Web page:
Methylphenidate: Therapeutic use

Last modified: Saturday, 20. June 2009 - 12:58 pm

Besides attention deficit hyperactivity disorder (ADHD), methylphenidate is used to treat narcolepsy, a sleeping disorder. Occasionally, MPH has also been used to treat behavioral symptoms that result from traumatic brain injury (TBI), stroke, depression, and the pain experienced by people with cancer. Combined with pain relievers, MPH tends to produce significant reductions in pain intensity and sedation in cancer patients.
Individuals with narcolepsy suffer sudden onsets of deep sleep. Regular use of MPH on a twice-a-day dosage schedule (or a once-a-day schedule if the newer sustained release forms of MPH are used) allows those individuals to live relatively normal lives.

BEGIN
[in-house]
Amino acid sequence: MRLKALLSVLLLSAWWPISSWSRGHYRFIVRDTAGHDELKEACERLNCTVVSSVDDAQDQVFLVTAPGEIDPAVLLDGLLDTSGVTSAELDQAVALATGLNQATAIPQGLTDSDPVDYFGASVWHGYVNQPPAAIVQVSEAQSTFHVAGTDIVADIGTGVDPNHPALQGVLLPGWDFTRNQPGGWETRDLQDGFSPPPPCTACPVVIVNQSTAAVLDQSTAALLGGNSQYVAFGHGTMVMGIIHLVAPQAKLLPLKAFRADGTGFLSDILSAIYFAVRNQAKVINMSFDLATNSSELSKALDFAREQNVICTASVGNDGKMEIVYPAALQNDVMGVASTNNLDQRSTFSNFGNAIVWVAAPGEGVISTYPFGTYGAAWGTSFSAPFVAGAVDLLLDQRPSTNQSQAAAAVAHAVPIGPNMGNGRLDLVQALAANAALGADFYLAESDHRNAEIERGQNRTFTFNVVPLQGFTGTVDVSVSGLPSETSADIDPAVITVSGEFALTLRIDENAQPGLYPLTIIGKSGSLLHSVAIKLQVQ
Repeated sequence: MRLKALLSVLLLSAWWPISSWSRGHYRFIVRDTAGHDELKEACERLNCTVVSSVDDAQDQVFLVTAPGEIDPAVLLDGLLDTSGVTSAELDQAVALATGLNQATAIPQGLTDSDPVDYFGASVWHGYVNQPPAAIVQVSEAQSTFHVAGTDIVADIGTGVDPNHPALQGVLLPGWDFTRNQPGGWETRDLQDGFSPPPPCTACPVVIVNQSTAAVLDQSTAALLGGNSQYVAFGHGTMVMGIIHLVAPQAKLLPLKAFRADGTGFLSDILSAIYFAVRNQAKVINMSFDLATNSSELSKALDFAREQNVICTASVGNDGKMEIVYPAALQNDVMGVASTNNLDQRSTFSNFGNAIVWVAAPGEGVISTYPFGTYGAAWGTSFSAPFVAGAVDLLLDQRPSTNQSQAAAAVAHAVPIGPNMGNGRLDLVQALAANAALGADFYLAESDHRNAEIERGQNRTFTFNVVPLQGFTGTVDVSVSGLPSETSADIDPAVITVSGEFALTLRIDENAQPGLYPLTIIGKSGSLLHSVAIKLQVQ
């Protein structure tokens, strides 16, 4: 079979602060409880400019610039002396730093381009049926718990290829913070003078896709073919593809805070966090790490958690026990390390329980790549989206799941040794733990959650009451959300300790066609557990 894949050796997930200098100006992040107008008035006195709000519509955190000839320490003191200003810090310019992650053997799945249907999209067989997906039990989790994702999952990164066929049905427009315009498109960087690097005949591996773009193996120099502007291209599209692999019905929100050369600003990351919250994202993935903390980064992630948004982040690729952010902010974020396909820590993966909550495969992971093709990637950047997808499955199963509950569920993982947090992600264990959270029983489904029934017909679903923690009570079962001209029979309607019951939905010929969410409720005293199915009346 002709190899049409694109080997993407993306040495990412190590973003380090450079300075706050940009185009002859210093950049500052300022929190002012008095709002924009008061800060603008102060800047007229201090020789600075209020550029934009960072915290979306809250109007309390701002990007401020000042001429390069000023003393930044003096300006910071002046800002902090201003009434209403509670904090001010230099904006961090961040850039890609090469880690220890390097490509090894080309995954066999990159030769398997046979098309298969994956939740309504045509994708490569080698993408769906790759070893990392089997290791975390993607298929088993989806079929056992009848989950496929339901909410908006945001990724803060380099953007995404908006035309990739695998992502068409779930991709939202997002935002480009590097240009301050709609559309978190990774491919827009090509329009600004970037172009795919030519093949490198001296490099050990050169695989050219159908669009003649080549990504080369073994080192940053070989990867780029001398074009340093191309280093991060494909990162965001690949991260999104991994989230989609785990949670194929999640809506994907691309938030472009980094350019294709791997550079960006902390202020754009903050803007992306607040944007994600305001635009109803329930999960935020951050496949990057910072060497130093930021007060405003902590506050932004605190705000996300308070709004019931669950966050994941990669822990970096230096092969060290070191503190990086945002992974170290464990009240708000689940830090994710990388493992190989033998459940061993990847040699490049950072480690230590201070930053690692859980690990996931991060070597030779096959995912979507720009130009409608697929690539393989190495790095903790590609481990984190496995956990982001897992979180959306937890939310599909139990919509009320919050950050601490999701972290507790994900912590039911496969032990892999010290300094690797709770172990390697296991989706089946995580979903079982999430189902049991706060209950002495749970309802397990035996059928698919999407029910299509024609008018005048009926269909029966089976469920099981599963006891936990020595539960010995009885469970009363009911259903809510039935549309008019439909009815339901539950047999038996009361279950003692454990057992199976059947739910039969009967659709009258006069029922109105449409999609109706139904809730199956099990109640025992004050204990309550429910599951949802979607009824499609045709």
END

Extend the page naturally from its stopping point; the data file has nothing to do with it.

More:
Individuals with TBI, which usually is caused by a blow to the head, a fall, or a car accident, often exhibit ADHD-like symptoms. MPH is sometimes used to treat those symptoms. Before the development of modern antidepressants, MPH was sometimes used for the treatment of depression. Any benefits seen in TBI treatment appear to be related to an improvement in symptoms of depression.
However, by far the largest group of users of methylphenidate are people who have ADHD. Children with ADHD often exhibit symptoms such as inattention, distractibility, impulsiveness, and hyperactivity. These symptoms interfere with the patient’s ability to learn. MPH is used to modify brain chemistry and allows the individuals to better focus on tasks such as homework.
One unpredictable benefit of MPH treatment, according to a 1999 research paper, is that children with ADHD who receive MPH treatment may be less likely to develop substance abuse disorders.

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